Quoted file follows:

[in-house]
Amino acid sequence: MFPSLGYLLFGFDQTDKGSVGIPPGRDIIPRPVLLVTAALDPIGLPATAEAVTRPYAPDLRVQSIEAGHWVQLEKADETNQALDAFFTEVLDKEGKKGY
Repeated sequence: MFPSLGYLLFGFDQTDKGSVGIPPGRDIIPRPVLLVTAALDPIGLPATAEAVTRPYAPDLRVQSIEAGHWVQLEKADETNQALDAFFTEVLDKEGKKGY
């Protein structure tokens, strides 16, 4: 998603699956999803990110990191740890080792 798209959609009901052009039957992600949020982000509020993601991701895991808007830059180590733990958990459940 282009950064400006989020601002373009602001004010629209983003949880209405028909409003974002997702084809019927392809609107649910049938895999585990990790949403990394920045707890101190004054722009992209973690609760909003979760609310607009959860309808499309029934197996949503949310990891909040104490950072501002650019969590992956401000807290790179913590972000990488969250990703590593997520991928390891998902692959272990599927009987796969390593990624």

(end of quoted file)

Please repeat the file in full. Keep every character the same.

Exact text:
[in-house]
Amino acid sequence: MFPSLGYLLFGFDQTDKGSVGIPPGRDIIPRPVLLVTAALDPIGLPATAEAVTRPYAPDLRVQSIEAGHWVQLEKADETNQALDAFFTEVLDKEGKKGY
Repeated sequence: MFPSLGYLLFGFDQTDKGSVGIPPGRDIIPRPVLLVTAALDPIGLPATAEAVTRPYAPDLRVQSIEAGHWVQLEKADETNQALDAFFTEVLDKEGKKGY
């Protein structure tokens, strides 16, 4: 998603699956999803990110990191740890080792 798209959609009901052009039957992600949020982000509020993601991701895991808007830059180590733990958990459940 282009950064400006989020601002373009602001004010629209983003949880209405028909409003974002997702084809019927392809609107649910049938895999585990990790949403990394920045707890101190004054722009992209973690609760909003979760609310607009959860309808499309029934197996949503949310990891909040104490950072501002650019969590992956401000807290790179913590972000990488969250990703590593997520991928390891998902692959272990599927009987796969390593990624």